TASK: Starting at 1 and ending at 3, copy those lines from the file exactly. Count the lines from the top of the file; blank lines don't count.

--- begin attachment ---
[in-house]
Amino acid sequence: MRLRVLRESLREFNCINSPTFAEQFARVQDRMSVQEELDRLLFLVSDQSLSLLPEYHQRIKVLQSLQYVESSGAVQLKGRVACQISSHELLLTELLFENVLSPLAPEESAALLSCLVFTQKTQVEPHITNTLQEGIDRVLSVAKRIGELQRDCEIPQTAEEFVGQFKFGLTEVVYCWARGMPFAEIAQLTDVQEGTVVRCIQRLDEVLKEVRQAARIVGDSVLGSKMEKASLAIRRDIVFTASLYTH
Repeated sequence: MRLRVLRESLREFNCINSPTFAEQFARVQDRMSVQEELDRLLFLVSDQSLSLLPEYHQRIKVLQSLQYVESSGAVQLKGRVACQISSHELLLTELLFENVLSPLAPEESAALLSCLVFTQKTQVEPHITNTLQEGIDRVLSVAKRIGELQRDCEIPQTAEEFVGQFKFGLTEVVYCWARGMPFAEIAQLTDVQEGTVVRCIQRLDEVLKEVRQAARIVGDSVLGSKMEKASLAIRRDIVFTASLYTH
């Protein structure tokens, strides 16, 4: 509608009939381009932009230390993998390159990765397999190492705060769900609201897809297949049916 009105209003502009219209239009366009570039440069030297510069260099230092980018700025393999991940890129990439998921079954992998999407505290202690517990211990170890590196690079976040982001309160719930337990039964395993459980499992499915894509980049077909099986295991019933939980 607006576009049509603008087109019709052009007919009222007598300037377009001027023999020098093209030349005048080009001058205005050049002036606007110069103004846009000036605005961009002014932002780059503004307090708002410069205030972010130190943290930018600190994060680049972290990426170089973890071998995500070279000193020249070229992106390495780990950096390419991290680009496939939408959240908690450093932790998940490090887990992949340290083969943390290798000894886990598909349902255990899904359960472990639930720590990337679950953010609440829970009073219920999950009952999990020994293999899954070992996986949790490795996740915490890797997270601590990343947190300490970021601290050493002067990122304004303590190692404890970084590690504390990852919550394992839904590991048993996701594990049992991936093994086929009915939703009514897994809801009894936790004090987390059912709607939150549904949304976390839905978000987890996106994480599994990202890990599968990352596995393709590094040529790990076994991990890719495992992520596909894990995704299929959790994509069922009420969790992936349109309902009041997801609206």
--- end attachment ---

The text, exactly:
[in-house]
Amino acid sequence: MRLRVLRESLREFNCINSPTFAEQFARVQDRMSVQEELDRLLFLVSDQSLSLLPEYHQRIKVLQSLQYVESSGAVQLKGRVACQISSHELLLTELLFENVLSPLAPEESAALLSCLVFTQKTQVEPHITNTLQEGIDRVLSVAKRIGELQRDCEIPQTAEEFVGQFKFGLTEVVYCWARGMPFAEIAQLTDVQEGTVVRCIQRLDEVLKEVRQAARIVGDSVLGSKMEKASLAIRRDIVFTASLYTH
Repeated sequence: MRLRVLRESLREFNCINSPTFAEQFARVQDRMSVQEELDRLLFLVSDQSLSLLPEYHQRIKVLQSLQYVESSGAVQLKGRVACQISSHELLLTELLFENVLSPLAPEESAALLSCLVFTQKTQVEPHITNTLQEGIDRVLSVAKRIGELQRDCEIPQTAEEFVGQFKFGLTEVVYCWARGMPFAEIAQLTDVQEGTVVRCIQRLDEVLKEVRQAARIVGDSVLGSKMEKASLAIRRDIVFTASLYTH